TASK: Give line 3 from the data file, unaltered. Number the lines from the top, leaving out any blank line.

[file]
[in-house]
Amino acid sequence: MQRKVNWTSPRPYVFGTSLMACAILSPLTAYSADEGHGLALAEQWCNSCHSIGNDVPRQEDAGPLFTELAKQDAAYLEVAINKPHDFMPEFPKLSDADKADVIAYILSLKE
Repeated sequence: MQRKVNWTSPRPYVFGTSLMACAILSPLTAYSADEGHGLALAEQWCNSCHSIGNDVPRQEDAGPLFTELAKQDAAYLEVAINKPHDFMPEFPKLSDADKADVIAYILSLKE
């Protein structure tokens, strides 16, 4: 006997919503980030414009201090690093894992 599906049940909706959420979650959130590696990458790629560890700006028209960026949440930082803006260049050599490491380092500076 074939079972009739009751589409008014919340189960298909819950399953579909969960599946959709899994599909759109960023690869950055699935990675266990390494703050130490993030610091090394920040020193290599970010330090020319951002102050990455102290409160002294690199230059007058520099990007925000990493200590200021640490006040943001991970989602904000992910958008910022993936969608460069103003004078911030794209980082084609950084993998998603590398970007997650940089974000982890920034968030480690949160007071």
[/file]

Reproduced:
Repeated sequence: MQRKVNWTSPRPYVFGTSLMACAILSPLTAYSADEGHGLALAEQWCNSCHSIGNDVPRQEDAGPLFTELAKQDAAYLEVAINKPHDFMPEFPKLSDADKADVIAYILSLKE